Guiding planes for God’s glory: an interview with John Archer
Shape tracking. Sequential memory. Reactive avoidance. Most of us don’t even know what these words mean, let alone use them in our daily lives. But John Arche...
Spikeball. Swimming. Running. Rowing. Football. Frisbee.
For sports-enthusiast Luke Campbell, these aren’t just active pursuits, they’re acts of worship – a way to praise and partner with God in the everyday.
‘I believe God has gifted me with a passion and aptitude for sports. He loves to see me enjoy and excel at exercise. Worship isn’t just singing in church – though that does bring glory to God – it’s doing ordinary things for him. I strongly believe we’re called to worship God in everything we do, from washing up to playing sport.’
Luke works for Sportily, a charity commissioned by the Diocese of Gloucester to encourage kids to try different sports, make new friends, and explore what life’s all about.
‘I love thinking of fun games that’ll help kids understand big biblical truths. For example, to demonstrate the guiding role of the Holy Spirit, I’ll ask them to direct a blindfolded partner around the room. Or to explain how the different perspectives of the four gospels give us a fuller picture of Jesus and his ministry, I’ll set up a game of cricket. Then I’ll ask the children to describe what the pitch looked like from their perspective. Together, their descriptions give us the whole truth. We call this Active RE. It’s a combination of physical and religious education that aligns with the school curriculum, and it’s great fun!’
As well as teaching primary school classes, Luke and his team also lead school assemblies, multi-sport lunchtime clubs, residential camps, adventure sports, community events, and family activities. They do it because they believe that being more active, like the Christian faith, is life changing. Lots of these events take place in church buildings and are an opportunity to help children feel comfortable in a faith-based environment, busting the myth that church activities are old and stuffy.
‘Everything we do is covered in prayer. We pray that God would transform the lives of every child we encounter – that they’d have great fun, develop healthy habits and attitudes, and most of all that they’d see something different in the way we act and interact with them and give their lives to Jesus.’
Each camp, class, and club is an opportunity for Luke to be a messenger of the gospel to the kids, parents, and teachers involved. But his witness isn’t confined to his words. He’s also able to model a godly attitude to sport, and to demonstrate that sportsmanship is being Christlike.
‘Being a faithful disciple when playing sport looks like playing fairly, being gracious when you win, and extending kindness to your teammates when they miss a goal.’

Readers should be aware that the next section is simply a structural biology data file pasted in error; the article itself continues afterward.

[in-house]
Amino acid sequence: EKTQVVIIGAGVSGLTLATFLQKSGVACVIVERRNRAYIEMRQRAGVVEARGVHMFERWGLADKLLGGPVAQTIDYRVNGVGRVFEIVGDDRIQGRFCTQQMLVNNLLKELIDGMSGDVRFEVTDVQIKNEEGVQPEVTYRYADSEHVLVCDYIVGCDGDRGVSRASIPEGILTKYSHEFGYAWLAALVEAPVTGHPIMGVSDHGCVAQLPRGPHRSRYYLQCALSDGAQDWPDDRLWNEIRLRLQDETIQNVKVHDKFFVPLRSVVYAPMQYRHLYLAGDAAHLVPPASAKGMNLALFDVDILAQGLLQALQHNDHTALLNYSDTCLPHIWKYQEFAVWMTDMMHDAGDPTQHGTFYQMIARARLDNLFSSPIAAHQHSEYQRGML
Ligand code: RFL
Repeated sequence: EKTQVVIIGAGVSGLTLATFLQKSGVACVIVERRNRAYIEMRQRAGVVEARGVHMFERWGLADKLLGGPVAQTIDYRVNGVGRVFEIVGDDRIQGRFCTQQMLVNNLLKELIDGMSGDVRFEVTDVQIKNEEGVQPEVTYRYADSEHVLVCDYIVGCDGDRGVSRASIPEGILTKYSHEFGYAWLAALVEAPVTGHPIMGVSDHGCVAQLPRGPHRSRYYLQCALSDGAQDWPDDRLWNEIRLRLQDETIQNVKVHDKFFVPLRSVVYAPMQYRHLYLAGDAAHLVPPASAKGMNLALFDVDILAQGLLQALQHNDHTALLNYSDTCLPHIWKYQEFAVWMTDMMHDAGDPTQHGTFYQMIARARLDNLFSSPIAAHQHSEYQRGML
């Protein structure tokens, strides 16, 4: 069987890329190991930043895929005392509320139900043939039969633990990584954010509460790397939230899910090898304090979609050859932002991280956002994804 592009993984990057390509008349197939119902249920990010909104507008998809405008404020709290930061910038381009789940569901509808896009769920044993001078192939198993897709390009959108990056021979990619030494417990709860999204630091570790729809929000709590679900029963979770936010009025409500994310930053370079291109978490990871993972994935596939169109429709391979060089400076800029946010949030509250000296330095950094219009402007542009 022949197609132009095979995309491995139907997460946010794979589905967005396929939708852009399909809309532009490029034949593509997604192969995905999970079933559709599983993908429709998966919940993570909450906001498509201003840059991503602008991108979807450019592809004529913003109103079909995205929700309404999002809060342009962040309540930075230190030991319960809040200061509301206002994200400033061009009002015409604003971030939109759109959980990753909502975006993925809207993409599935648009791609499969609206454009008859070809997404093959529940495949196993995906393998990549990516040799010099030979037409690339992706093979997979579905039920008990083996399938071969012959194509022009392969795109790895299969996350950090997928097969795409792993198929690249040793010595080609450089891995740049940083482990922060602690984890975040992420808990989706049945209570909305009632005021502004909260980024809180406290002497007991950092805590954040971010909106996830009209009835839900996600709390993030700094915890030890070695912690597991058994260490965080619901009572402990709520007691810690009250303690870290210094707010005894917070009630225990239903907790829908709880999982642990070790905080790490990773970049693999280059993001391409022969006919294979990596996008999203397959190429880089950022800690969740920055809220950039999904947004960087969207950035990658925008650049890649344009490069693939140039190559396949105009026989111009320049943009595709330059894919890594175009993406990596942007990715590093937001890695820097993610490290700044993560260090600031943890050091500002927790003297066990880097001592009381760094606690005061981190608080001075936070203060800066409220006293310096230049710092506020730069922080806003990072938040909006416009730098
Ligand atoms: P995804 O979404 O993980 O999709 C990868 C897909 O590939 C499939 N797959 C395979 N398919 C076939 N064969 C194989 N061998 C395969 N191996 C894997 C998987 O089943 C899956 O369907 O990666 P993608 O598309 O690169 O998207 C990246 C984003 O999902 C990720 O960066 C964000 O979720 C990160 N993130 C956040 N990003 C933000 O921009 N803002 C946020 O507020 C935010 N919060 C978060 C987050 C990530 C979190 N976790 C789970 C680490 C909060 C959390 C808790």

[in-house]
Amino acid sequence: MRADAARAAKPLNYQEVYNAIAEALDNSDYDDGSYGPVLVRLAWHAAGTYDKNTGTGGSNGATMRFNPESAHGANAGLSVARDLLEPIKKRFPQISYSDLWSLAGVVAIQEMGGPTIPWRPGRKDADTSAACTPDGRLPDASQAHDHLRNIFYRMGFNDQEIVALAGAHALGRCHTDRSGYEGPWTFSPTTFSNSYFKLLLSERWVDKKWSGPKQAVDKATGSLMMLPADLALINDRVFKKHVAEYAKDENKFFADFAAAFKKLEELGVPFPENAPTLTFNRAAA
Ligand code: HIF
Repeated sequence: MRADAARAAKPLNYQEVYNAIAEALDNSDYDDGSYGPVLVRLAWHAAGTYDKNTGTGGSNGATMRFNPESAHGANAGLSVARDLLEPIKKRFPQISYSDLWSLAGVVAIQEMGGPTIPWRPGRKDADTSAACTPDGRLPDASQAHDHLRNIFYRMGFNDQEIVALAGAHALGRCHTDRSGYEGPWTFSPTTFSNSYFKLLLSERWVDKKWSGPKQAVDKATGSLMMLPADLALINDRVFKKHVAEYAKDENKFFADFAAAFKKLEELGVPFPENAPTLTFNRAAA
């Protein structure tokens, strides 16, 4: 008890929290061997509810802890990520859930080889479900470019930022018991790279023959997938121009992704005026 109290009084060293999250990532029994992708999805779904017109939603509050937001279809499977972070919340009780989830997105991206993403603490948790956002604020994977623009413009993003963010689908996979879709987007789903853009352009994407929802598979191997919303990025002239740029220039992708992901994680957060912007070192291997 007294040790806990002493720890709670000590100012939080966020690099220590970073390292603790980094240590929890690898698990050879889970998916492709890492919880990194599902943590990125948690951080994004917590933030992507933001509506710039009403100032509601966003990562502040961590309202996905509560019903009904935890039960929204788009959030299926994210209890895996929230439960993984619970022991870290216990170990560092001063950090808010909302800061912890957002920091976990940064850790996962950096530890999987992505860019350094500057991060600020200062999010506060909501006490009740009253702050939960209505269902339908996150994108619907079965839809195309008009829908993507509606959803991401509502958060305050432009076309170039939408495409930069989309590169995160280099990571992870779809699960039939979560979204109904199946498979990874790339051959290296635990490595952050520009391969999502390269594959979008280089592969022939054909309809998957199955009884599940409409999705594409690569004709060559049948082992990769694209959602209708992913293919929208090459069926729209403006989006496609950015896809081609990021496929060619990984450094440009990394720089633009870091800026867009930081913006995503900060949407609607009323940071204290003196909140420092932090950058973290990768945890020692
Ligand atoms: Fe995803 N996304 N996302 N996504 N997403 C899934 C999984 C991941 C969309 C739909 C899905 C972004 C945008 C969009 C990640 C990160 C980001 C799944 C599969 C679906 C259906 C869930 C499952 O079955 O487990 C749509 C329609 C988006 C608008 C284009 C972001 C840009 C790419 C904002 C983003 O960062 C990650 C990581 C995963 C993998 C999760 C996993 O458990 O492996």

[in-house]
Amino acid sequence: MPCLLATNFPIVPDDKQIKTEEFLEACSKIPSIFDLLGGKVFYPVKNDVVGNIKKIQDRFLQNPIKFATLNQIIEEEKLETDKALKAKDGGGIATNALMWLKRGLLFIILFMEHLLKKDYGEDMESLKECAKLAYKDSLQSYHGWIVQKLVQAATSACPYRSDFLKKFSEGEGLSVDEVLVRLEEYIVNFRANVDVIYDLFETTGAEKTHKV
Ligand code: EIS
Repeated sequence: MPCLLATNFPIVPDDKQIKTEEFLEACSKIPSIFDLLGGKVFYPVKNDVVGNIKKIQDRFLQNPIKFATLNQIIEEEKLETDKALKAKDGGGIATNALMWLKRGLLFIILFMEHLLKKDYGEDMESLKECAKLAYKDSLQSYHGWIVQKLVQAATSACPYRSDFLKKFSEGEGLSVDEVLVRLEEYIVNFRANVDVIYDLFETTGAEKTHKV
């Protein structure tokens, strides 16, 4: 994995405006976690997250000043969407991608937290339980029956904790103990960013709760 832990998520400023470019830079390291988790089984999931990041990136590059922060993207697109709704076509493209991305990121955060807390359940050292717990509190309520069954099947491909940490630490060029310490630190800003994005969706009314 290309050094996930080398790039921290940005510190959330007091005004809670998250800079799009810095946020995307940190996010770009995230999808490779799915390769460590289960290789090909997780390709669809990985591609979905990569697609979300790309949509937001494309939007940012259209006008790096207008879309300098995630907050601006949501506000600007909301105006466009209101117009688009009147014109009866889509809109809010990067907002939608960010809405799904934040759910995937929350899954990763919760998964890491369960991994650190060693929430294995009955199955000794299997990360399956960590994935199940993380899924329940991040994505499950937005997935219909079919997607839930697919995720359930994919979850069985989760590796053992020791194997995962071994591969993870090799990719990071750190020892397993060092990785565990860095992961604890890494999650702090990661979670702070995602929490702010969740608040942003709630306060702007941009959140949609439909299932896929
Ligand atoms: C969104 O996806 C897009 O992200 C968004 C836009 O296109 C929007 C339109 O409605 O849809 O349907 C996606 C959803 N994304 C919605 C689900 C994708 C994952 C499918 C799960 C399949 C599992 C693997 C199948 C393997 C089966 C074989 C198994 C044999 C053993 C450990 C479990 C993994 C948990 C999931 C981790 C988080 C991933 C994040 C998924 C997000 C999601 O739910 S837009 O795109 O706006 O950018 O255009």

Luke practises what he preaches – he loves being active in his spare time, whether that be running, cycling, swimming, or anything else that’s fun and on the move. He’s currently training for the Cotswold Way Century, an epic 100-mile running event, and is part of a running club and a football team. These are all opportunities for him to mould the sporting culture around him.
‘When I’m training for endurance events, it makes a huge difference that God’s with me. I run in his strength and see it as an opportunity to worship him in mind, body, and spirit. To offer my whole self as a living sacrifice (Romans 12:1). Running with Jesus is like having a coach in your head all the time!’
As well as the competition, physical challenge, and endorphin boost that comes from playing sport, Luke loves the community and deep relationships formed through a shared love of exercise.
‘I often run with friends and am part of an online running network called Christian Runners, which encourages Christians to run for God and to share their faith through exercise. The team t-shirts have ‘Jesus says “Follow me!”’ printed on the back. By God’s grace, this has sparked lots of great conversations about my faith. But it’s also a personal reminder about who I’m running with and living for in my day-to-day.’
Before he worked at Sportily, Luke was a fitness and wellbeing advisor for Dyson. He found personal training to be very rewarding, and it’s a role he’s continued with in a freelance capacity.‘Exercise breaks down walls and helps nurture strong relationships, and so these hour-long personal training sessions are a great way to connect with clients and an opportunity to be a kind, patient, and non-judgemental listening ear. We often chat about what they’re finding hard in life, and I love that I’m able to offer a different perspective – a kingdom perspective – to their situations.’
He’s also committed to building deep relationships with local teenagers and young adults, both at the local skatepark and in his church family. Each week, as part of his work with Sportily, he heads to the local skatepark and gives smoothies to the teens hanging out there as part of a community initiative to nurture a safe social environment. And, at his church, he’s passionate about inspiring and equipping young adults to worship God using their passions and talents and linking them up with other Christians their age who love the same things.
So, as Luke runs, swims, cycles, and organises games for children, he’s reflecting God’s playfulness and creativity. He’s helping others live well now and pointing them to eternal life. And as he looks down, the Lord says, ‘well done, good and faithful servant’ (Matthew 25:33) because he calls us to live our whole lives in service of him, and that includes sport.
Luke was speaking to Sophie Sanders, Marketing & Communications Executive, LICC
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